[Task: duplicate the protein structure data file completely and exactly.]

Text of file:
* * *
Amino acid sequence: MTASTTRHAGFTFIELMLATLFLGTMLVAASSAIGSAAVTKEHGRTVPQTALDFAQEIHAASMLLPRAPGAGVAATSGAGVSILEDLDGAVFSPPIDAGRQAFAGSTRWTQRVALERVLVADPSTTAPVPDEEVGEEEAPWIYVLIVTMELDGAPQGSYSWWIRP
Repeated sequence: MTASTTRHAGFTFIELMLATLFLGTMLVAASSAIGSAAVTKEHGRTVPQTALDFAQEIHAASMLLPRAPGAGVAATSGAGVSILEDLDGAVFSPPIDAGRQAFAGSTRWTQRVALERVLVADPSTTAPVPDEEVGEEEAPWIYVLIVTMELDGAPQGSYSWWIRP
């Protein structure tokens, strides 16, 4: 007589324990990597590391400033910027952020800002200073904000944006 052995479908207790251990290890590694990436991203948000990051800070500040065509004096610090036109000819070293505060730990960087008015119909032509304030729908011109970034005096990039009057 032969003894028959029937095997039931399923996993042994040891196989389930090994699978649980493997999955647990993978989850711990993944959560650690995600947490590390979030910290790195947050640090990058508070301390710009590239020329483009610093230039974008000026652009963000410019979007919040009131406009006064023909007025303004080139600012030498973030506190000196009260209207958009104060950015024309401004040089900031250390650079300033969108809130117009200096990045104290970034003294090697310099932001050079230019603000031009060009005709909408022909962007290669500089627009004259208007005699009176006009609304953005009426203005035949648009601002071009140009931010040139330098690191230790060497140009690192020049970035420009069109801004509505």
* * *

Amino acid sequence: MTASTTRHAGFTFIELMLATLFLGTMLVAASSAIGSAAVTKEHGRTVPQTALDFAQEIHAASMLLPRAPGAGVAATSGAGVSILEDLDGAVFSPPIDAGRQAFAGSTRWTQRVALERVLVADPSTTAPVPDEEVGEEEAPWIYVLIVTMELDGAPQGSYSWWIRP
Repeated sequence: MTASTTRHAGFTFIELMLATLFLGTMLVAASSAIGSAAVTKEHGRTVPQTALDFAQEIHAASMLLPRAPGAGVAATSGAGVSILEDLDGAVFSPPIDAGRQAFAGSTRWTQRVALERVLVADPSTTAPVPDEEVGEEEAPWIYVLIVTMELDGAPQGSYSWWIRP
């Protein structure tokens, strides 16, 4: 007589324990990597590391400033910027952020800002200073904000944006 052995479908207790251990290890590694990436991203948000990051800070500040065509004096610090036109000819070293505060730990960087008015119909032509304030729908011109970034005096990039009057 032969003894028959029937095997039931399923996993042994040891196989389930090994699978649980493997999955647990993978989850711990993944959560650690995600947490590390979030910290790195947050640090990058508070301390710009590239020329483009610093230039974008000026652009963000410019979007919040009131406009006064023909007025303004080139600012030498973030506190000196009260209207958009104060950015024309401004040089900031250390650079300033969108809130117009200096990045104290970034003294090697310099932001050079230019603000031009060009005709909408022909962007290669500089627009004259208007005699009176006009609304953005009426203005035949648009601002071009140009931010040139330098690191230790060497140009690192020049970035420009069109801004509505």